less tax for pensioners

  Teaboy 17:31 04 Feb 2009

I read, in that fine newspaper, the daily mail, that the chancellor is considering taking less tax from the savings held by pensioners in order to give them a higher income.

This shows a lack of comprehension on his part in how the banks treat their savers. He clearly has no savings, his income being such, and his pension prospects massive he doesn't need them.

Any tax reduction offered will simply be swallowed up by the banks to swell their profits.

See what the banks have done with ISA's? which is my point. Tax free they may be, for the banks.

  newman35 17:38 04 Feb 2009

Always hard to understand why Instant access ISAs always pay less interest than ordinary Instant access savings - the 'tax advantage' disappears straight away.
Same money in there, isn't it?

  spuds 18:13 04 Feb 2009

What's the betting that there is a catch 22 in there somewhere :O((

  Grey Goo 20:11 04 Feb 2009

If you are 65 or over and have a total income below £22900 then you can have an income of £9490 before you start to pay tax. I don't know the number of pensioners earning up to £9490 and not paying tax, these measures will not make any difference to them. I expect any moves will involve the dreaded tax credit shambles.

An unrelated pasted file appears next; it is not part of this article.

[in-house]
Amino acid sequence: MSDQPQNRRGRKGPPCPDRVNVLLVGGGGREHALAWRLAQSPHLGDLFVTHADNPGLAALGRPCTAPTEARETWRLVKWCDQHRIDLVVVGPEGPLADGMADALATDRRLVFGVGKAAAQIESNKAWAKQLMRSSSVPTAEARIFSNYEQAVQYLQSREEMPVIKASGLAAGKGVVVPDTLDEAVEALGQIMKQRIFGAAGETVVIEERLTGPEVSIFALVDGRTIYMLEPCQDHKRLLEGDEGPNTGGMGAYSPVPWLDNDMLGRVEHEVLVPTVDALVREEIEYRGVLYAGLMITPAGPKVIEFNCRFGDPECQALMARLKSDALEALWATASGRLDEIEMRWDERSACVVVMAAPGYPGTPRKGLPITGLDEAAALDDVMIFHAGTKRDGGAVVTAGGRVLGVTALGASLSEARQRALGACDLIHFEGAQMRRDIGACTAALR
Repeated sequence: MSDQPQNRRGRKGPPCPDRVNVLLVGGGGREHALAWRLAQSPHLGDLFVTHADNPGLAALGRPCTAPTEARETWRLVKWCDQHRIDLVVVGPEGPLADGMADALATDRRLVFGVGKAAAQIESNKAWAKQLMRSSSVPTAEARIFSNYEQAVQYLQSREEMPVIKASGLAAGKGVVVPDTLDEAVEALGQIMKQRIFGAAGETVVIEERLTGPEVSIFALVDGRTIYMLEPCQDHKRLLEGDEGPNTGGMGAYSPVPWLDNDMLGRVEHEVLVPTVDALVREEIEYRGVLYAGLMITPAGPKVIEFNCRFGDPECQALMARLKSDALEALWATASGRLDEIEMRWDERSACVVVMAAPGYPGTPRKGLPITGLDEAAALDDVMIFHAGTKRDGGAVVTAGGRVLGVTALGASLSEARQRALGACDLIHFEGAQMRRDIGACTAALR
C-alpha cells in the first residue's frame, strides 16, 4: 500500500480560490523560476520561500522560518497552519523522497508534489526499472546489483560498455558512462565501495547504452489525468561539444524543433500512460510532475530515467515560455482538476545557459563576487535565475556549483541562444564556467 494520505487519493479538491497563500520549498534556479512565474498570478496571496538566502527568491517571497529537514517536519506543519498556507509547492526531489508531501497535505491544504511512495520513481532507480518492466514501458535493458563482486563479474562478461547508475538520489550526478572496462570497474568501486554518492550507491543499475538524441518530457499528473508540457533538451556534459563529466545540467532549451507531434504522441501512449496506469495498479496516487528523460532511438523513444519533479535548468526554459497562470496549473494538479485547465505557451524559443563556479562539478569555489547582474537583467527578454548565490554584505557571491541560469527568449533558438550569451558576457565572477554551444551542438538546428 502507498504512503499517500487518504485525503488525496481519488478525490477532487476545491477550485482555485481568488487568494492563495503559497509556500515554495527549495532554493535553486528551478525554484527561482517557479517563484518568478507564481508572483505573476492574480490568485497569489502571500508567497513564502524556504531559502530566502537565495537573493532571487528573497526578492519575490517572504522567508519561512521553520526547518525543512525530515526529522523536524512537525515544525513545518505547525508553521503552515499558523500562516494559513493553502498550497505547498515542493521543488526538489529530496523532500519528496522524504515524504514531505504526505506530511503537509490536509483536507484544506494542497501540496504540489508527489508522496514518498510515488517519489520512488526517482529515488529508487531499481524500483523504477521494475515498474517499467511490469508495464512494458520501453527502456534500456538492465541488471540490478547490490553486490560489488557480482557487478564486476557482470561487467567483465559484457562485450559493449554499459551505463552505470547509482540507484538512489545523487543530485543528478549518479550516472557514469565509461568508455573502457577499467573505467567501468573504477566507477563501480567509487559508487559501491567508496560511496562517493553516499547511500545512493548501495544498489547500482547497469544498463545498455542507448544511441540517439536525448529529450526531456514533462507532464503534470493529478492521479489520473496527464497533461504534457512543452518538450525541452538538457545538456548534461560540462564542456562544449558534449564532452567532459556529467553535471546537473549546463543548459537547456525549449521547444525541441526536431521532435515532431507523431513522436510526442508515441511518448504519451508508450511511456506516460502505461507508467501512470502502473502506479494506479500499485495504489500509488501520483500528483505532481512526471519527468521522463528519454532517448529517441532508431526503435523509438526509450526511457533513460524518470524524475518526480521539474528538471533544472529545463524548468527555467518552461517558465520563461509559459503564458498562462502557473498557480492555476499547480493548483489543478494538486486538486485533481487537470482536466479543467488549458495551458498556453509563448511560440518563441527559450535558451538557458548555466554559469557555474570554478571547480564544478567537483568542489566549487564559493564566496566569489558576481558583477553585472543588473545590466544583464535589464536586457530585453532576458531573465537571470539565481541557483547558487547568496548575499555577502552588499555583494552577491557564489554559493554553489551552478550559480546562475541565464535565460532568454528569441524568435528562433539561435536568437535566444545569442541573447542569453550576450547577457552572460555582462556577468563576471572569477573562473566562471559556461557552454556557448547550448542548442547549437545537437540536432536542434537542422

Grey Goo 20:13 04 Feb 2009

You need an internet based e-ISA.

  newman35 21:16 04 Feb 2009

Got a variety already, but all seem to pay less for ISA saving.

  citadel 21:20 04 Feb 2009

very nice of them after raiding pension funds.

  Teaboy 18:20 05 Feb 2009

Grey Goo

I have a internet ISA paying less interest than an ordinary tax paying savings account which I also have, and after today's drop in interest rate, my ISA rate will shrink further.

It seems that as most savers favour ISAs, the banks are hoping they will remain, (because of the 'ha-ha' tax free element) therefor they are favouring taxed based savings accounts against ISAs usuing the tax free element as interest payment.

That what I think.

  bri-an 18:40 05 Feb 2009

I feel the same, it's much harder to transfer money in ISAs as well, so banks do feel they 'have you' more than with ordinary accounts.
Time to shift the lot to ordinary I think.

  Toneman 18:43 05 Feb 2009

Time to shift the lot under the mattress I think...

  Grey Goo 23:59 05 Feb 2009

The Principality still gives 2.7% at the moment on their e-Isa and you can transfer existing isas into it. Will go down some after today but so will the rest.

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